December 29, 2011 at 10:15 pm |
    • Peppermint Patty

      So it's delusions for the deluded. Couldn't agree more.

      December 29, 2011 at 10:33 pm |
  13. warinheaven

    The truth and reality doesn't sell. thous shall not lie..a man who lies should die!

    December 29, 2011 at 10:15 pm |
  14. Chris

    Lots of defensive responses to this article. If you are convinced the bible is the word of God, no need to belittle the author. You believe the bible is the word of God and some, like myself, believe it is not. I'm not an Atheist, I'm what some refer to as Agnostic, which means I don't pretend to know if there is or isn't a "God" or "Gods". I just know I personally do not buy into any of the religious views up to this point. But I also believe in "to each his own" and find it unnecessary to criticize others for their beliefs.

    December 29, 2011 at 10:15 pm |
    • david

      Good for you, Chris, that you find it unnecessary to criticize others for their beliefs. Pity that you fail to see that that is exactly what Spong is doing with this opinion piece - and what the editors of CNN are doing by placing it so prominently on the front page of the website.

      December 29, 2011 at 10:18 pm |
  15. jerry

    its funny that most Atheists already know this lol at least i did. Using logic and reason you can find all sorts of inaccuracies in the bible including contradictions especially between the new and the old testament. The bible has all sorts of advice for us, some good, some bad. (the bad is ridiculously bad tho) its best to use your brain to make important decision instead of relying on a book that is obviously made up.

    December 29, 2011 at 10:14 pm |
  16. CanadianLeftist

    A Christian that recognizes the Bible as historically inaccurate and full of unjust condemnation? There's a first. People like him are just deluding themselves into thinking that they really believe in the Abrahamic god and any religion, but at least he's taking the first step towards atheism, now to see if he'll take the next one. Judging by his age, however, I highly doubt that he ever will.

    December 29, 2011 at 10:14 pm |
  17. Eric

    Aliens baby yea.....

    December 29, 2011 at 10:13 pm |
  18. Garland Proco

    Anyone who reads the Bible with his brain on can tell that an all powerful God would not have written such a collection of contradictions, exaggerations, and prejudices. The courageous clergyman (Spong) tells what so many of us have concluded independently.

    December 29, 2011 at 10:13 pm |

      Thank you! Another intelligent reader at last!

      December 29, 2011 at 10:15 pm |
    • sun

      Then why read it? Why not read any other religious book?

      December 29, 2011 at 10:17 pm |
  19. Tony

    In the simplest of terms (based on how you interpret scriptures) the bible has overlapping contradictions throught it. That said, IMO the bible is not to necessarily taken literally but rather to be used as a guide. The second greatest gift God gave man was a mind and the ability to think for himself. To interpret and make decisions for himself. That would include deciding to follow the same beliefs as various groups of people or not. It is every persons individual decision to make. In reading through the bible there are thousands of instances that can be applied as point and counter-point to virtually every given situation you can imagine. It all depends on how you make your interpretations. People tend to follow various faiths because they tend to align more towards their personal beliefs. Is this right? Is it wrong? What man is to say it is or is not? Does anyone out there honestly believe that the religion you follow is God's one and only religion and beliefs? That everyone who does shares a different belief than you or your particular church, will not be allowed into God's house? Does anyone really believe there is only one magic key that gets you into heaven and everyone else goes to hell? IMO, the most important thing to do is completely believe in whatever it is you believe in, based on how you nterpret the scriptures. Do not persucute those who may not believe something different. That is their right, it is their decision and it was God who gave all of us the ability to think for ourselves. IMO God has room for all of those who follow whatever it is they truely believe in their heart. Afterall, the heart is the truest form of human truth and only two people completely understand what is in your heart. You and God. All of that said, when I read this article I take it exactly for what it is, one mans opinion based on his (and maybe the supporting research of others). It doesn't matter if it is a reflection of what I personally believe or not. What matters is that I respect it for what it is and leave it at that. Let every man make his own decisions. God will have the final say.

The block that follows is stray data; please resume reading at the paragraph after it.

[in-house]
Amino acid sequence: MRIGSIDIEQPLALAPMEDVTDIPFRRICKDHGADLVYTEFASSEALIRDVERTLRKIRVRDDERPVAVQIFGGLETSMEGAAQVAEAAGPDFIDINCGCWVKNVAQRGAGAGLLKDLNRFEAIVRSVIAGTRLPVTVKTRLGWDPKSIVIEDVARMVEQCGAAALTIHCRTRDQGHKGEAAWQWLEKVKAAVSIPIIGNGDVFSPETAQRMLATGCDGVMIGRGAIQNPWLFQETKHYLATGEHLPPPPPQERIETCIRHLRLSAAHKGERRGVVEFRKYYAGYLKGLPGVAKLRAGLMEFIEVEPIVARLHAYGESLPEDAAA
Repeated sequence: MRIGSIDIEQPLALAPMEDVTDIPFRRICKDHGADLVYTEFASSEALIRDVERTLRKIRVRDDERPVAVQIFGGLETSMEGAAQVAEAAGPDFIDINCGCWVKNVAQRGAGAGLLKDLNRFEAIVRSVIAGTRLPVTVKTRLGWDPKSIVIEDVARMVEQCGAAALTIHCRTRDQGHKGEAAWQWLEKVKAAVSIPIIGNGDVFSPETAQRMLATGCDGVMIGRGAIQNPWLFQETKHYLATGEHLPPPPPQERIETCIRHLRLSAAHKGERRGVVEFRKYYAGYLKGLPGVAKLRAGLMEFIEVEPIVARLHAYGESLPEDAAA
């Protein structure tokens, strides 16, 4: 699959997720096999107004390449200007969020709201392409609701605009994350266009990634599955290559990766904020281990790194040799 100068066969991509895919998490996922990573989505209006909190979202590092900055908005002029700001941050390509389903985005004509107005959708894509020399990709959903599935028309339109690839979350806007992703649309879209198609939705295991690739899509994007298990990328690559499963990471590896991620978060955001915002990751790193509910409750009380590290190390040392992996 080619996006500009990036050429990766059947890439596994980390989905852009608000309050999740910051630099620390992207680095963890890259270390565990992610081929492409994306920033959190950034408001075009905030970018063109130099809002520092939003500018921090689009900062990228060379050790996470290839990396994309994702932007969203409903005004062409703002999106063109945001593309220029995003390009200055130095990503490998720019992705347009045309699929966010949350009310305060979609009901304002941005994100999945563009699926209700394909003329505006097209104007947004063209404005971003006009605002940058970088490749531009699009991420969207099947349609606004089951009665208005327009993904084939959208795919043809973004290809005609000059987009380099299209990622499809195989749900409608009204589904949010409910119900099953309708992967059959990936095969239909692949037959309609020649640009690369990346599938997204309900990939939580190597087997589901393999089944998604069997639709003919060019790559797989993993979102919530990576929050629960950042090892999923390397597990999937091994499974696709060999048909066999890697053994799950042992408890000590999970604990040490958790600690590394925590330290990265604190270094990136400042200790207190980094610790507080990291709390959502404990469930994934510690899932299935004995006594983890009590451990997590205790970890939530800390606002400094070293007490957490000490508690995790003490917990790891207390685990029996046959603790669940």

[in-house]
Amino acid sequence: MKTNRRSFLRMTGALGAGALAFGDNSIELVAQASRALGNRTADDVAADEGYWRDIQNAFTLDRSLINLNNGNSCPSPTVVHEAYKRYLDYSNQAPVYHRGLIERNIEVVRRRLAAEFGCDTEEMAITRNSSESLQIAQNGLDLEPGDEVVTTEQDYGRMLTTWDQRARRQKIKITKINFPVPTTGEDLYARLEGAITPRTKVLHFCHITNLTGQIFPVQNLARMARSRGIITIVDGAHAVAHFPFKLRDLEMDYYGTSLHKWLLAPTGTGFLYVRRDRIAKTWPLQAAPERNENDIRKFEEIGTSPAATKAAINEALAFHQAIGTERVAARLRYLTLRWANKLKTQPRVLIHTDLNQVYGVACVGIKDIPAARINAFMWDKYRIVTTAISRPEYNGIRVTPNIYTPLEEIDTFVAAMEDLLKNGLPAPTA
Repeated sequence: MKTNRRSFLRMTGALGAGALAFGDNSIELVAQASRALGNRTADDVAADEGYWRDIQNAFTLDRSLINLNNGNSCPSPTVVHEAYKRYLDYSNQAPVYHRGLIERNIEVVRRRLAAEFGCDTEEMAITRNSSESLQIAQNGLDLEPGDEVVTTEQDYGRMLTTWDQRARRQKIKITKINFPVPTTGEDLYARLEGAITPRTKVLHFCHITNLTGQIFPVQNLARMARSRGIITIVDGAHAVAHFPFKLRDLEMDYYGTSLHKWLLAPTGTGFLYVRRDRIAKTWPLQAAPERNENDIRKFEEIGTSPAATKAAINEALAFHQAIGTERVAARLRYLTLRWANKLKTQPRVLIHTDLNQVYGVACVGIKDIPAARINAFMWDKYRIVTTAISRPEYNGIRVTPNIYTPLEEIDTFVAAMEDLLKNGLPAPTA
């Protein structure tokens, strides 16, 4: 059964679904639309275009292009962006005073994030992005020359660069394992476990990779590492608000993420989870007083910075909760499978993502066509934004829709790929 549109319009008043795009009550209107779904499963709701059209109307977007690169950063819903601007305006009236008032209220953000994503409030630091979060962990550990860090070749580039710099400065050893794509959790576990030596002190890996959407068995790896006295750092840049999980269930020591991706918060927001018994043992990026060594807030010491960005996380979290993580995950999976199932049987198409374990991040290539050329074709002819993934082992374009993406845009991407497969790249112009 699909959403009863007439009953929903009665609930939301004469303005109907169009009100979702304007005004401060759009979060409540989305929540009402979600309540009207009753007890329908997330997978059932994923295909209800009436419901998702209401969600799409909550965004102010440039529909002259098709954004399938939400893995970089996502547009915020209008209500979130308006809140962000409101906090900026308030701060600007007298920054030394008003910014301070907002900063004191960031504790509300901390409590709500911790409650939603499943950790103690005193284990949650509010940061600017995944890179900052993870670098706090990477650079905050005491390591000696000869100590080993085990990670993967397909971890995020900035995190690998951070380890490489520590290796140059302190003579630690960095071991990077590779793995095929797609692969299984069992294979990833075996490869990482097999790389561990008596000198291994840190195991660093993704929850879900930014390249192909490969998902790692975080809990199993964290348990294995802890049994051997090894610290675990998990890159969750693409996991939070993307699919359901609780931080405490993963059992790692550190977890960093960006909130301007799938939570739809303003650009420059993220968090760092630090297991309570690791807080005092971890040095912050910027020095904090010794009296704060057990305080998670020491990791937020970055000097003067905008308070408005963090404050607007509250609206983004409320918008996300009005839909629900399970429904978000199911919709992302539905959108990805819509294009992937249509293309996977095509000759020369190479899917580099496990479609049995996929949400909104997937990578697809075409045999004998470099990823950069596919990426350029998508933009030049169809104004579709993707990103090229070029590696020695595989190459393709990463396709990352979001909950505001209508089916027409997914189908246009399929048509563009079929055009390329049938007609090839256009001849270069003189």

December 29, 2011 at 10:13 pm |
  20. wisdom4u2

    If God’s own Son, Jesus the Christ, quoted from the Scriptures….then that’s good enough for me!

    "Holy, holy, holy is the Lord God Almighty, who was, and is, and is to come."

    "You are worthy, our Lord and God, to receive glory and honor and power, for you created all things, and by your will they were created and have their being."

    December 29, 2011 at 10:12 pm |
    • Observer

      Yep. Jesus was much more liberal than God in the Bible.

      December 29, 2011 at 10:14 pm |
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The CNN Belief Blog covers the faith angles of the day's biggest stories, from breaking news to politics to entertainment, fostering a global conversation about the role of religion and belief in readers' lives. It's edited by CNN's Daniel Burke with contributions from Eric Marrapodi and CNN's worldwide news gathering team.